Freeland on The self-destruction of the 1 percent:

  • ‘inclusive’ societies (high social mobility) do well – eg, rise of Venice with the formation of colleganza (meaning joint-stock company which financed trade missions)
  • whereas ‘extractive’ societies (rich maintain their privileges to exclusion of others) will fail in long-term – eg, eventual shrinking of Venice after the Serrata (meaning the closure -when colleganza was banned, etc)
  • but the danger of inclusive societies is that they are on track to becoming extractive (those who benefited from inclusiveness and became rich will want to ‘pull up the ladder’ that they climbed)
  • Luigi Zingales: there is a difference between pro-business and pro-market – only the latter is for free competition. Business lobby is only the former.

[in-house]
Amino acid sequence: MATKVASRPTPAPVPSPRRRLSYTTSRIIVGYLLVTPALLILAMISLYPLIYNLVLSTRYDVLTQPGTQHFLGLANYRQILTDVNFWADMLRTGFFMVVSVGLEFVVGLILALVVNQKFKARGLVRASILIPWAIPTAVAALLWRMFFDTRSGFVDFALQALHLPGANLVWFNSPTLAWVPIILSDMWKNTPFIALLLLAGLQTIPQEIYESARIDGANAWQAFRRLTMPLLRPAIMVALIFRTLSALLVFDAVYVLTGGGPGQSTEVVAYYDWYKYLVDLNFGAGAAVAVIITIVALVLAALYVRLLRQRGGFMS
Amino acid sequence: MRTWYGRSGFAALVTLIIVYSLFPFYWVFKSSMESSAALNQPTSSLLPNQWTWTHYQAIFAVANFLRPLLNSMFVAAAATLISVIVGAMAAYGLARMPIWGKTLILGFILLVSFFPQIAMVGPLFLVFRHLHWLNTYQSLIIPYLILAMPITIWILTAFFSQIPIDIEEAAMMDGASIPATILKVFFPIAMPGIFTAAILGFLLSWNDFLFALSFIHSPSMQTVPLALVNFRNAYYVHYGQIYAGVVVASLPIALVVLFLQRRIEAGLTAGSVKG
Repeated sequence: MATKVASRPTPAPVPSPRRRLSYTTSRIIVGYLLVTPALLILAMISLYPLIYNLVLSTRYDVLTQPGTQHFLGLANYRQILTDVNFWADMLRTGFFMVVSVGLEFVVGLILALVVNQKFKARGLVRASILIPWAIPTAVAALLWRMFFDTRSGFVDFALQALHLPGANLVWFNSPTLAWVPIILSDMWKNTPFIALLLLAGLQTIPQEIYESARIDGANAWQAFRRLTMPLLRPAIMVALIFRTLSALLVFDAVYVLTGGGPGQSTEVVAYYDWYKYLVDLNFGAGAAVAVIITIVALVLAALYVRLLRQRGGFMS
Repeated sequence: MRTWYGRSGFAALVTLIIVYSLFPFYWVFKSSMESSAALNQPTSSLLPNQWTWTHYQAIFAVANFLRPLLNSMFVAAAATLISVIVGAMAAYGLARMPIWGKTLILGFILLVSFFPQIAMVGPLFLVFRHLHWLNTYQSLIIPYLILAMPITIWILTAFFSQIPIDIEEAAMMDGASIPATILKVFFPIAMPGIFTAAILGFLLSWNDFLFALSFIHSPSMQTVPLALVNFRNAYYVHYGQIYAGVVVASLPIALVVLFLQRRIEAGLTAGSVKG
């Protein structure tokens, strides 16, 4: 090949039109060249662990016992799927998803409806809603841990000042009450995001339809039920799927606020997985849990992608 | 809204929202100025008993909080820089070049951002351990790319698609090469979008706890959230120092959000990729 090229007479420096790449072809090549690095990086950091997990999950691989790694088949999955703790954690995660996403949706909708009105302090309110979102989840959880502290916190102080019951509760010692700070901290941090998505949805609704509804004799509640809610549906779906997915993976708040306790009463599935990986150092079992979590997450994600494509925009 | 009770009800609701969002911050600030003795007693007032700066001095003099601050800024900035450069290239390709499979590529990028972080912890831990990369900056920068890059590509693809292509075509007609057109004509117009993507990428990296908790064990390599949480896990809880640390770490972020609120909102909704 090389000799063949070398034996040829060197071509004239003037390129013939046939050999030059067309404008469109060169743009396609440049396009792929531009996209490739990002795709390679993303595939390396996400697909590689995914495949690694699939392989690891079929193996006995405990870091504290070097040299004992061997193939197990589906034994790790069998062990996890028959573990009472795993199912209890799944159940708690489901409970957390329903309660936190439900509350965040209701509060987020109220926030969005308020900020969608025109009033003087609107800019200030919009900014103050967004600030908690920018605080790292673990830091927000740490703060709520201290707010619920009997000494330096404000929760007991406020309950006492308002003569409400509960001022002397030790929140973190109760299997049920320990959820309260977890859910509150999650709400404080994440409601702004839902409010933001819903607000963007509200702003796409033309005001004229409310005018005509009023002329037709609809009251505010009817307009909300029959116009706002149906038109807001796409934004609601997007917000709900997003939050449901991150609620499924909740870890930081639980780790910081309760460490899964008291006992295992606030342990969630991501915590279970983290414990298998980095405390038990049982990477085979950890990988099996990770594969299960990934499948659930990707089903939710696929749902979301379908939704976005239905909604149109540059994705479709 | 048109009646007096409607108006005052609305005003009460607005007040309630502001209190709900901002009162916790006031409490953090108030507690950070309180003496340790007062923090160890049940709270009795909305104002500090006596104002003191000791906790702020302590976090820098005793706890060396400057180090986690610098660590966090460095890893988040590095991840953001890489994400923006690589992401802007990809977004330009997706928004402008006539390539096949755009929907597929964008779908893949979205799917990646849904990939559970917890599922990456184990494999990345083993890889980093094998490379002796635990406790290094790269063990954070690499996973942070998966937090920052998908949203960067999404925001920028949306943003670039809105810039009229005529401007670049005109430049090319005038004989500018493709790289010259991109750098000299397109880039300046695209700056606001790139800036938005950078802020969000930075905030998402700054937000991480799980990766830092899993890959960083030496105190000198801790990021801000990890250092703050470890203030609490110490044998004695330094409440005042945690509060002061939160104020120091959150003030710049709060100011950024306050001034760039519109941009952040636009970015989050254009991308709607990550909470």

• Kuznets’ Curve = upside-down U – as the economy becomes more developed/productive, inequality goes from low (‘as savages we are equals’) to high (during industrialisation some agrarians are left behind) and back down to low inequality (as education of the masses means equal opportunity – eventually should mean wealth equality)
  • in the 1950s, the top tax bracket was >90%
  • 93% of income gains from 2009-10 recovery (after the $700bn bailout) went to top 1% of taxpayers
  • income inequality in the US is higher than at any point in history since the Gilded Age (1860s-1890s)

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